Students carry day at caucus

Several decades ago, James MacGregor Burns, professor of history emeritus at the College and a town Democrat, participated in the establishment of the town caucus system in Massachusetts. Through the Democratic caucus, here in Williamstown and in other towns and cities throughout Massachusetts, registered Democrats elect delegates who will represent their respective town at the state Democratic convention.

In order to be considered for the democratic nomination, a candidate must obtain fifteen percent of the state’s popular vote. At the state Democratic convention, the delegates vote for the candidate of their choice. The individual who receives the majority of the delegates’ vote receives the endorsement of the state Democratic convention.

Reich is competing against Thomas Birmingham, president of the state senate; Shannon O’Brien, state treasurer; Warren Tolman, democratic nominee for lieutenant governor of Massachusetts in 1998; and Steven Grossman, former chairman of the Democratic National Committee. One of the five Democrats will challenge Jane Swift, the incumbent Republican governor, in the 2002 gubernatorial race.

Williamstown’s Democratic Committee held its town caucus on Feb. 5. At the caucus, five delegates were selected and vowed their support for Robert Reich. The delegates chosen included Healy Thompson ’03, Carlos Silva ’04, Mark Reinhardt, associate professor of political science, Sarah Gardner, member of the town’s Planning Board and Thomas Gais. These delegates will represent Williamstown at the state democratic convention, which is scheduled for May 31 through June 1 in Worcester.

This year, the Democratic caucus generated an unusually large turnout and was held at the Williams Inn instead of the Town Municipal Building. Approximately 200 townspeople participated in the caucus. The increase in participants resulted from a campus-wide effort, sponsored by Williams students and faculty and Reich’s campaign.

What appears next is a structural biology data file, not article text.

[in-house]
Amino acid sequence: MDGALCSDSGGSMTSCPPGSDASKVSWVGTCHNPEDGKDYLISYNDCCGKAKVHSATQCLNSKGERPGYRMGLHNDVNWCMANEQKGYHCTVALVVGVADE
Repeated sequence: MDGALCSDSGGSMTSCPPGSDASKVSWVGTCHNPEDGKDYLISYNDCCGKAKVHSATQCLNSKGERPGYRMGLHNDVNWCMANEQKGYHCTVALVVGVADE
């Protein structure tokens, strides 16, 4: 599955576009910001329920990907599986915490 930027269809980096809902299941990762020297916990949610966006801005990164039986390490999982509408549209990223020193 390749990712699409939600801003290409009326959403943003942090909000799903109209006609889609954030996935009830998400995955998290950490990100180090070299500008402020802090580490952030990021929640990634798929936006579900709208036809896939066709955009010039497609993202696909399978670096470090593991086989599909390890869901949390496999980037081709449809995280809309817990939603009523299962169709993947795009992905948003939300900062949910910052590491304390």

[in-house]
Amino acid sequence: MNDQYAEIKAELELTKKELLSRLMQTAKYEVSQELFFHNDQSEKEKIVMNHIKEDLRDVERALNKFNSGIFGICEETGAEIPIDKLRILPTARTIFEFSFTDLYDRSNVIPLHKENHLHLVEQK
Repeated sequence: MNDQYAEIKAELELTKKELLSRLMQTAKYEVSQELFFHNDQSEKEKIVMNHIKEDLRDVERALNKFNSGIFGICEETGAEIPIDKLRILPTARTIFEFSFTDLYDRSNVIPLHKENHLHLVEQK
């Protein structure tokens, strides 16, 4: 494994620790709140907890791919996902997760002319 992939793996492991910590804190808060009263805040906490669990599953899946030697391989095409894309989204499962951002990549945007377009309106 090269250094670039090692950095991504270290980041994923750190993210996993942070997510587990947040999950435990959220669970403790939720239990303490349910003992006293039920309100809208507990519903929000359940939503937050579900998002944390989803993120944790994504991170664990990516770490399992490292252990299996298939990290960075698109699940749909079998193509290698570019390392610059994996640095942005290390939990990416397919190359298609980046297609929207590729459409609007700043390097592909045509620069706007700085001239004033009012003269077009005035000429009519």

Keith Ericson ’04, the Reich campaign’s student coordinator at the College, along with Thompson and Reinhardt, led a campus-wide movement to gather support for Reich and his delegates, while encouraging student involvement in the town’s Democratic Party and its local political affairs.

“Our efforts were met with a lot of enthusiasm by the campus,” said Ericson. “Many people volunteered to table in Baxter, and we registered one hundred people to vote in Williamstown. We went door to door, we [placed posters] all over campus, conducted an e-mail campaign and followed up our efforts with a phone drive. Over seventy Williams students attended the caucus.”

Ultimately, “[We hope to] get Reich on the Democratic primary ballot, have him win the party’s nomination, and then [have] Reich [elected] as Governor of Massachusetts,” said Ericson. Reinhardt expressed the same sentiments, but also added that he was happy to help students get involved with the election process.

Burns and Lee Harrison, chairman of the Democratic Town Committee, expressed excitement about high voter attendance at the caucus. Harrison added that in the past, as Chairman of the Democratic Town Committee, he has had a difficult time encouraging members of the College community to get involved in the town’s Democratic Party, but was thrilled to see this year’s large student turnout.

Sherwood Guernsey, a delegate and supporter of Shannon O’Brien, was not selected to attend the State Democratic Convention. However, Guernsey was still positive about the caucus: “I am very pleased with the large turn out; it is a testament to the democratic party process that allows for this grassroots process, like this, to happen,” Guernsey said.

Reinhardt also conveyed the same reaction to the democratic convention as Burns, Harrison and Sherwood. Reinhardt believes, however, that the students of Williams “played a significant but not determining role in the results of the caucus.” He mentioned that the non-student turnout of voters was also high.

Reich’s campaign for governor has generated mixed responses from students and townspeople.

“[Reich] is an exciting progressive candidate committed to bringing about a fair and just [state]…He supports clean elections, universal health care, gay rights and economic equality,” Ericson said.

Reinhardt added that the state of Massachusetts is a mess. He considers Reich to be the democratic candidate with the right principles and analytic skills necessary to get Massachusetts on the right track for future economic success.

On the other end of the spectrum, Tom Bleezarde, a Swift supporter and resident of Williamstown, commented, “I think it is a travesty. He was a lightweight when he was in the Clinton cabinet in my opinion, and he has never held elective office. He stands as much chance of being effective in the mires of Boston and Massachusetts politics as a snow ball does of lasting 15 minutes in hell.”